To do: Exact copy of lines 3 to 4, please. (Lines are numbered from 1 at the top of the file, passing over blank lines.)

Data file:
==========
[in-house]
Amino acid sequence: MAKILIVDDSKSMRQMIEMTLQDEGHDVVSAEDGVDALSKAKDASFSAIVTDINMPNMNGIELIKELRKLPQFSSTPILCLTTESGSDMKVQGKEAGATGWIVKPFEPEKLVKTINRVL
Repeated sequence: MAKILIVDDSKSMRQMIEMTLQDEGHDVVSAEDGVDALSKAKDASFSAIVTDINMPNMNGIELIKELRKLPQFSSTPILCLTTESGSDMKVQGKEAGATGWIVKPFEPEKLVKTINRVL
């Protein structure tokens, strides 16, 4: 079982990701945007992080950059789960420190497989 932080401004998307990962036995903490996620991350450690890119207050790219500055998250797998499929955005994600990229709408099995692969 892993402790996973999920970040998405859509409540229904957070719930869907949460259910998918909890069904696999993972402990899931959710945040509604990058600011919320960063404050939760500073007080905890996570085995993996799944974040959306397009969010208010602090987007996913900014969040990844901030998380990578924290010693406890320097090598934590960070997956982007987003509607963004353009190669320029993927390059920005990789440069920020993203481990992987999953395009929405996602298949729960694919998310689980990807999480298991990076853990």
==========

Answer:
Repeated sequence: MAKILIVDDSKSMRQMIEMTLQDEGHDVVSAEDGVDALSKAKDASFSAIVTDINMPNMNGIELIKELRKLPQFSSTPILCLTTESGSDMKVQGKEAGATGWIVKPFEPEKLVKTINRVL
């Protein structure tokens, strides 16, 4: 079982990701945007992080950059789960420190497989 932080401004998307990962036995903490996620991350450690890119207050790219500055998250797998499929955005994600990229709408099995692969 892993402790996973999920970040998405859509409540229904957070719930869907949460259910998918909890069904696999993972402990899931959710945040509604990058600011919320960063404050939760500073007080905890996570085995993996799944974040959306397009969010208010602090987007996913900014969040990844901030998380990578924290010693406890320097090598934590960070997956982007987003509607963004353009190669320029993927390059920005990789440069920020993203481990992987999953395009929405996602298949729960694919998310689980990807999480298991990076853990």